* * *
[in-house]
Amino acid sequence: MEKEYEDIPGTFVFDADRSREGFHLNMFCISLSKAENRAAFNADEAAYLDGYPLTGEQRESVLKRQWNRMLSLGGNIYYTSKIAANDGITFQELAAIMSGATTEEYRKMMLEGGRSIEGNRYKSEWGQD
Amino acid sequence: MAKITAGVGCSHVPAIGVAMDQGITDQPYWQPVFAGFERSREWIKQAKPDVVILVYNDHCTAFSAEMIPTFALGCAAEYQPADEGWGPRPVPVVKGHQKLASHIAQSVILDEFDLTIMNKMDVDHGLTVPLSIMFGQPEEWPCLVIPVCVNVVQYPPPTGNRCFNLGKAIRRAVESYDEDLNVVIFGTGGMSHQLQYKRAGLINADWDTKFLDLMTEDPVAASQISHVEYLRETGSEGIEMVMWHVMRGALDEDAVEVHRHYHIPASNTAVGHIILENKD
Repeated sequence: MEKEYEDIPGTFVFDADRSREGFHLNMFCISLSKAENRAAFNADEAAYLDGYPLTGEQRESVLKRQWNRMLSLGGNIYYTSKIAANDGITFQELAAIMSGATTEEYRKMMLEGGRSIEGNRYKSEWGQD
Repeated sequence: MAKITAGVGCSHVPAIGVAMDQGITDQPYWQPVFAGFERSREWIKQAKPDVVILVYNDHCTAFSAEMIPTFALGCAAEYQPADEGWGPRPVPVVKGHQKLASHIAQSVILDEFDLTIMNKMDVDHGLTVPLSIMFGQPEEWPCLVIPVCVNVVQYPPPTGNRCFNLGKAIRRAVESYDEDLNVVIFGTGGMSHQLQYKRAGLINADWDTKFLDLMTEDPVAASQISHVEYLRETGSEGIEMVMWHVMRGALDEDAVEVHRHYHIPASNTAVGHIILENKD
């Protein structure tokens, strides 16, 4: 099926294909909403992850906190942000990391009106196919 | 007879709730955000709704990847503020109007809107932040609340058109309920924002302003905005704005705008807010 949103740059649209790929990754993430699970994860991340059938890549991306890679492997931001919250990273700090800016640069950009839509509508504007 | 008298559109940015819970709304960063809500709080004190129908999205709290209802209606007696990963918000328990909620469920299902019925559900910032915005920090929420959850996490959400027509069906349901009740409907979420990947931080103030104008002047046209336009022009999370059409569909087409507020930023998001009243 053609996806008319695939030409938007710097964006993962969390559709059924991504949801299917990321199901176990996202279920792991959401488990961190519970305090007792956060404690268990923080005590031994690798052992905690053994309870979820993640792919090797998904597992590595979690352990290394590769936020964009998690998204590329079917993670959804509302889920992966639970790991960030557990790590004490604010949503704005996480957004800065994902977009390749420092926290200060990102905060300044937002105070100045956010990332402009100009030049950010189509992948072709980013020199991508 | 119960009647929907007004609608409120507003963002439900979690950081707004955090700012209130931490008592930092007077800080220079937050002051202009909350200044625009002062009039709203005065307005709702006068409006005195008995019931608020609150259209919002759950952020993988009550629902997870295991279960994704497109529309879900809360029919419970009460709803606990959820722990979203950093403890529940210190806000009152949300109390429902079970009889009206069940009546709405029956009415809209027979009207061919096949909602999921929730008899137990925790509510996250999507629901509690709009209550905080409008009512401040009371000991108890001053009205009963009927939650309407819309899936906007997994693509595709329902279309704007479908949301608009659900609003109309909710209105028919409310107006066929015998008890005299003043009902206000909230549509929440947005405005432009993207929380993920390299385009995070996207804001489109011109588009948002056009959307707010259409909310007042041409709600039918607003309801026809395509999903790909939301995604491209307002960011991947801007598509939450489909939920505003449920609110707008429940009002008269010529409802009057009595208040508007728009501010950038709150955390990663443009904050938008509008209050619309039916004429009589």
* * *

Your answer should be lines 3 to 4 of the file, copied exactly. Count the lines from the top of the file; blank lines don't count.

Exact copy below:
Amino acid sequence: MAKITAGVGCSHVPAIGVAMDQGITDQPYWQPVFAGFERSREWIKQAKPDVVILVYNDHCTAFSAEMIPTFALGCAAEYQPADEGWGPRPVPVVKGHQKLASHIAQSVILDEFDLTIMNKMDVDHGLTVPLSIMFGQPEEWPCLVIPVCVNVVQYPPPTGNRCFNLGKAIRRAVESYDEDLNVVIFGTGGMSHQLQYKRAGLINADWDTKFLDLMTEDPVAASQISHVEYLRETGSEGIEMVMWHVMRGALDEDAVEVHRHYHIPASNTAVGHIILENKD
Repeated sequence: MEKEYEDIPGTFVFDADRSREGFHLNMFCISLSKAENRAAFNADEAAYLDGYPLTGEQRESVLKRQWNRMLSLGGNIYYTSKIAANDGITFQELAAIMSGATTEEYRKMMLEGGRSIEGNRYKSEWGQD